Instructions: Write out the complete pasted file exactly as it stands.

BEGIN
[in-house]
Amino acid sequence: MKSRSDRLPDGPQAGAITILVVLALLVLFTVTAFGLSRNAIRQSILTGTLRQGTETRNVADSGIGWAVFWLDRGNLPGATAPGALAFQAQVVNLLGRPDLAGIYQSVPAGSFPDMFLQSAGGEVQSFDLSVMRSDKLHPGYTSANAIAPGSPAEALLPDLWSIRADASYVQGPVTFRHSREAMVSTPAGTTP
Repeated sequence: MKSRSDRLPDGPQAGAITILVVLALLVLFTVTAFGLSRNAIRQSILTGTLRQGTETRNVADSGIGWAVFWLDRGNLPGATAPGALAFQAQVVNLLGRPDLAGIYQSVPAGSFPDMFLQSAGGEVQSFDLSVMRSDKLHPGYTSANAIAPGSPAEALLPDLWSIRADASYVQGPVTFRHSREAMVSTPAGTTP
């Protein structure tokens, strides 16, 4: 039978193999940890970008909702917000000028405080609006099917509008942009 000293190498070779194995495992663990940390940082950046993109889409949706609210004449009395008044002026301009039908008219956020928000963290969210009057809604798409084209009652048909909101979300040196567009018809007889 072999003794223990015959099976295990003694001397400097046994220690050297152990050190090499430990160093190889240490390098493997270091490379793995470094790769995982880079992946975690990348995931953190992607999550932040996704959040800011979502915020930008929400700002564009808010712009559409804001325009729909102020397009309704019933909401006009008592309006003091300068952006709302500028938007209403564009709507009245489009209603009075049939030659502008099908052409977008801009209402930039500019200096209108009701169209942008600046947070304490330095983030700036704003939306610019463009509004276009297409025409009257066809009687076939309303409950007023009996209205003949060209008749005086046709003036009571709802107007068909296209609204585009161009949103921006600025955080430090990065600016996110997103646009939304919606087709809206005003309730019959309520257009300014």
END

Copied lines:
[in-house]
Amino acid sequence: MKSRSDRLPDGPQAGAITILVVLALLVLFTVTAFGLSRNAIRQSILTGTLRQGTETRNVADSGIGWAVFWLDRGNLPGATAPGALAFQAQVVNLLGRPDLAGIYQSVPAGSFPDMFLQSAGGEVQSFDLSVMRSDKLHPGYTSANAIAPGSPAEALLPDLWSIRADASYVQGPVTFRHSREAMVSTPAGTTP
Repeated sequence: MKSRSDRLPDGPQAGAITILVVLALLVLFTVTAFGLSRNAIRQSILTGTLRQGTETRNVADSGIGWAVFWLDRGNLPGATAPGALAFQAQVVNLLGRPDLAGIYQSVPAGSFPDMFLQSAGGEVQSFDLSVMRSDKLHPGYTSANAIAPGSPAEALLPDLWSIRADASYVQGPVTFRHSREAMVSTPAGTTP
């Protein structure tokens, strides 16, 4: 039978193999940890970008909702917000000028405080609006099917509008942009 000293190498070779194995495992663990940390940082950046993109889409949706609210004449009395008044002026301009039908008219956020928000963290969210009057809604798409084209009652048909909101979300040196567009018809007889 072999003794223990015959099976295990003694001397400097046994220690050297152990050190090499430990160093190889240490390098493997270091490379793995470094790769995982880079992946975690990348995931953190992607999550932040996704959040800011979502915020930008929400700002564009808010712009559409804001325009729909102020397009309704019933909401006009008592309006003091300068952006709302500028938007209403564009709507009245489009209603009075049939030659502008099908052409977008801009209402930039500019200096209108009701169209942008600046947070304490330095983030700036704003939306610019463009509004276009297409025409009257066809009687076939309303409950007023009996209205003949060209008749005086046709003036009571709802107007068909296209609204585009161009949103921006600025955080430090990065600016996110997103646009939304919606087709809206005003309730019959309520257009300014």